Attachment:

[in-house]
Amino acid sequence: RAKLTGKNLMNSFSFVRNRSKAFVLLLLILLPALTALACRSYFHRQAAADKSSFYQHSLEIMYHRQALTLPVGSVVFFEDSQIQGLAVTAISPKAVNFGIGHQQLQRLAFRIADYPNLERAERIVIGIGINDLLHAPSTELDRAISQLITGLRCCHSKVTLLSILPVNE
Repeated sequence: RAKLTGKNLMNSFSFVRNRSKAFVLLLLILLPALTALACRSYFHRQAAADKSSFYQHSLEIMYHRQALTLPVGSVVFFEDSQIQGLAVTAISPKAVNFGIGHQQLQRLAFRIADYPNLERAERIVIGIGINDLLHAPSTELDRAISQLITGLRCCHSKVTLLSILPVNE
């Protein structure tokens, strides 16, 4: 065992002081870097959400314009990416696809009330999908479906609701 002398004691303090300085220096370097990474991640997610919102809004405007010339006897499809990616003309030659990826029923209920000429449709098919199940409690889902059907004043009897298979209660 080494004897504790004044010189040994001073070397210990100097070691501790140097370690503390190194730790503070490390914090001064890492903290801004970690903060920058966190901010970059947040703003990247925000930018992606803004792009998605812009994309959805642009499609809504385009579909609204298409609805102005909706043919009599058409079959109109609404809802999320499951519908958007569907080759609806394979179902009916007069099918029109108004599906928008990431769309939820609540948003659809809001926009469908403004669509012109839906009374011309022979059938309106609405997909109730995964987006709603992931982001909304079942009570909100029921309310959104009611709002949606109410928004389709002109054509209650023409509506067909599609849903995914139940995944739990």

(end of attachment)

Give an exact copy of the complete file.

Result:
[in-house]
Amino acid sequence: RAKLTGKNLMNSFSFVRNRSKAFVLLLLILLPALTALACRSYFHRQAAADKSSFYQHSLEIMYHRQALTLPVGSVVFFEDSQIQGLAVTAISPKAVNFGIGHQQLQRLAFRIADYPNLERAERIVIGIGINDLLHAPSTELDRAISQLITGLRCCHSKVTLLSILPVNE
Repeated sequence: RAKLTGKNLMNSFSFVRNRSKAFVLLLLILLPALTALACRSYFHRQAAADKSSFYQHSLEIMYHRQALTLPVGSVVFFEDSQIQGLAVTAISPKAVNFGIGHQQLQRLAFRIADYPNLERAERIVIGIGINDLLHAPSTELDRAISQLITGLRCCHSKVTLLSILPVNE
């Protein structure tokens, strides 16, 4: 065992002081870097959400314009990416696809009330999908479906609701 002398004691303090300085220096370097990474991640997610919102809004405007010339006897499809990616003309030659990826029923209920000429449709098919199940409690889902059907004043009897298979209660 080494004897504790004044010189040994001073070397210990100097070691501790140097370690503390190194730790503070490390914090001064890492903290801004970690903060920058966190901010970059947040703003990247925000930018992606803004792009998605812009994309959805642009499609809504385009579909609204298409609805102005909706043919009599058409079959109109609404809802999320499951519908958007569907080759609806394979179902009916007069099918029109108004599906928008990431769309939820609540948003659809809001926009469908403004669509012109839906009374011309022979059938309106609405997909109730995964987006709603992931982001909304079942009570909100029921309310959104009611709002949606109410928004389709002109054509209650023409509506067909599609849903995914139940995944739990």